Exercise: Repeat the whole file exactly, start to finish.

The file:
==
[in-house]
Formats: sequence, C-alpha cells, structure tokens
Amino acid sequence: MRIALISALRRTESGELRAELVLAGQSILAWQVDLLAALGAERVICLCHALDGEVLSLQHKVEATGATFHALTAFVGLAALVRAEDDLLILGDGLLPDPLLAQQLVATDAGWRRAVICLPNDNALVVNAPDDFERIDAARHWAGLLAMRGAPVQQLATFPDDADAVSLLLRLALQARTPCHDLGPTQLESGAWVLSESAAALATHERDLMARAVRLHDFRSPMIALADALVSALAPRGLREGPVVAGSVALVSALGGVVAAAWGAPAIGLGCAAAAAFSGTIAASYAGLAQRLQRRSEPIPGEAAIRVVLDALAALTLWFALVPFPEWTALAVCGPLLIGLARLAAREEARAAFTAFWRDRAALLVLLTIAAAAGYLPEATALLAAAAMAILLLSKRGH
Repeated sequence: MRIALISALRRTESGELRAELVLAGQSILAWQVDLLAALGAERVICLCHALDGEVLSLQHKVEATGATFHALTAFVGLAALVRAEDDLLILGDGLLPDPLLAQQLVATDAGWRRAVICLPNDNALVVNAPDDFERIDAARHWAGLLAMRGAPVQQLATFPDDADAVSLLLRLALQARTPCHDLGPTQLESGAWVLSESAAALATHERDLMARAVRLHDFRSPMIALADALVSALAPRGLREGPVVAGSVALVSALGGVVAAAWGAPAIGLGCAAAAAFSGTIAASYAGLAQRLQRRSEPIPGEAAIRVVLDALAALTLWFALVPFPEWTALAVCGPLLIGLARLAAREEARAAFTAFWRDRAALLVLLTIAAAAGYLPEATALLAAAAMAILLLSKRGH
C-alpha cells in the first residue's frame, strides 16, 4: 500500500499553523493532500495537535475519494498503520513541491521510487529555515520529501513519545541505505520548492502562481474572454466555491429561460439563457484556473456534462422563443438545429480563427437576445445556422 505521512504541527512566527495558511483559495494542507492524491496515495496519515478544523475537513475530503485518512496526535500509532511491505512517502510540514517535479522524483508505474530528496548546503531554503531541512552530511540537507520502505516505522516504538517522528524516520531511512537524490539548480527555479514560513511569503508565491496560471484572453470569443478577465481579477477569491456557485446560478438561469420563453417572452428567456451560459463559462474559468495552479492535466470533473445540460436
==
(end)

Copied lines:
[in-house]
Formats: sequence, C-alpha cells, structure tokens
Amino acid sequence: MRIALISALRRTESGELRAELVLAGQSILAWQVDLLAALGAERVICLCHALDGEVLSLQHKVEATGATFHALTAFVGLAALVRAEDDLLILGDGLLPDPLLAQQLVATDAGWRRAVICLPNDNALVVNAPDDFERIDAARHWAGLLAMRGAPVQQLATFPDDADAVSLLLRLALQARTPCHDLGPTQLESGAWVLSESAAALATHERDLMARAVRLHDFRSPMIALADALVSALAPRGLREGPVVAGSVALVSALGGVVAAAWGAPAIGLGCAAAAAFSGTIAASYAGLAQRLQRRSEPIPGEAAIRVVLDALAALTLWFALVPFPEWTALAVCGPLLIGLARLAAREEARAAFTAFWRDRAALLVLLTIAAAAGYLPEATALLAAAAMAILLLSKRGH
Repeated sequence: MRIALISALRRTESGELRAELVLAGQSILAWQVDLLAALGAERVICLCHALDGEVLSLQHKVEATGATFHALTAFVGLAALVRAEDDLLILGDGLLPDPLLAQQLVATDAGWRRAVICLPNDNALVVNAPDDFERIDAARHWAGLLAMRGAPVQQLATFPDDADAVSLLLRLALQARTPCHDLGPTQLESGAWVLSESAAALATHERDLMARAVRLHDFRSPMIALADALVSALAPRGLREGPVVAGSVALVSALGGVVAAAWGAPAIGLGCAAAAAFSGTIAASYAGLAQRLQRRSEPIPGEAAIRVVLDALAALTLWFALVPFPEWTALAVCGPLLIGLARLAAREEARAAFTAFWRDRAALLVLLTIAAAAGYLPEATALLAAAAMAILLLSKRGH
C-alpha cells in the first residue's frame, strides 16, 4: 500500500499553523493532500495537535475519494498503520513541491521510487529555515520529501513519545541505505520548492502562481474572454466555491429561460439563457484556473456534462422563443438545429480563427437576445445556422 505521512504541527512566527495558511483559495494542507492524491496515495496519515478544523475537513475530503485518512496526535500509532511491505512517502510540514517535479522524483508505474530528496548546503531554503531541512552530511540537507520502505516505522516504538517522528524516520531511512537524490539548480527555479514560513511569503508565491496560471484572453470569443478577465481579477477569491456557485446560478438561469420563453417572452428567456451560459463559462474559468495552479492535466470533473445540460436